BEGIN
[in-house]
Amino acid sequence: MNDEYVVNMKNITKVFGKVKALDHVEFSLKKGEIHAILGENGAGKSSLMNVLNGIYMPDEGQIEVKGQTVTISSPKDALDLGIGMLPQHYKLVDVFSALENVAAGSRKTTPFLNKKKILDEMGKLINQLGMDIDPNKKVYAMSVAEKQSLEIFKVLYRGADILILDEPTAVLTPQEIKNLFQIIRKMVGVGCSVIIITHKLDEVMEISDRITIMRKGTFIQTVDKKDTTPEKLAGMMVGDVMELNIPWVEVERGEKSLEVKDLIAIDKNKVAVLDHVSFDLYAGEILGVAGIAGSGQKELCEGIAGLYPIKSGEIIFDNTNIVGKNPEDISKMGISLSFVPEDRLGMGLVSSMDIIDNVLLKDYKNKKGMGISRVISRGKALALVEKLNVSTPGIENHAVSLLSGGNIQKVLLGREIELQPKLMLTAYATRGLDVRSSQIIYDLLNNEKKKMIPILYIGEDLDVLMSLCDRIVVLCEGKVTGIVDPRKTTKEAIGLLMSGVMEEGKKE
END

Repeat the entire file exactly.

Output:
[in-house]
Amino acid sequence: MNDEYVVNMKNITKVFGKVKALDHVEFSLKKGEIHAILGENGAGKSSLMNVLNGIYMPDEGQIEVKGQTVTISSPKDALDLGIGMLPQHYKLVDVFSALENVAAGSRKTTPFLNKKKILDEMGKLINQLGMDIDPNKKVYAMSVAEKQSLEIFKVLYRGADILILDEPTAVLTPQEIKNLFQIIRKMVGVGCSVIIITHKLDEVMEISDRITIMRKGTFIQTVDKKDTTPEKLAGMMVGDVMELNIPWVEVERGEKSLEVKDLIAIDKNKVAVLDHVSFDLYAGEILGVAGIAGSGQKELCEGIAGLYPIKSGEIIFDNTNIVGKNPEDISKMGISLSFVPEDRLGMGLVSSMDIIDNVLLKDYKNKKGMGISRVISRGKALALVEKLNVSTPGIENHAVSLLSGGNIQKVLLGREIELQPKLMLTAYATRGLDVRSSQIIYDLLNNEKKKMIPILYIGEDLDVLMSLCDRIVVLCEGKVTGIVDPRKTTKEAIGLLMSGVMEEGKKE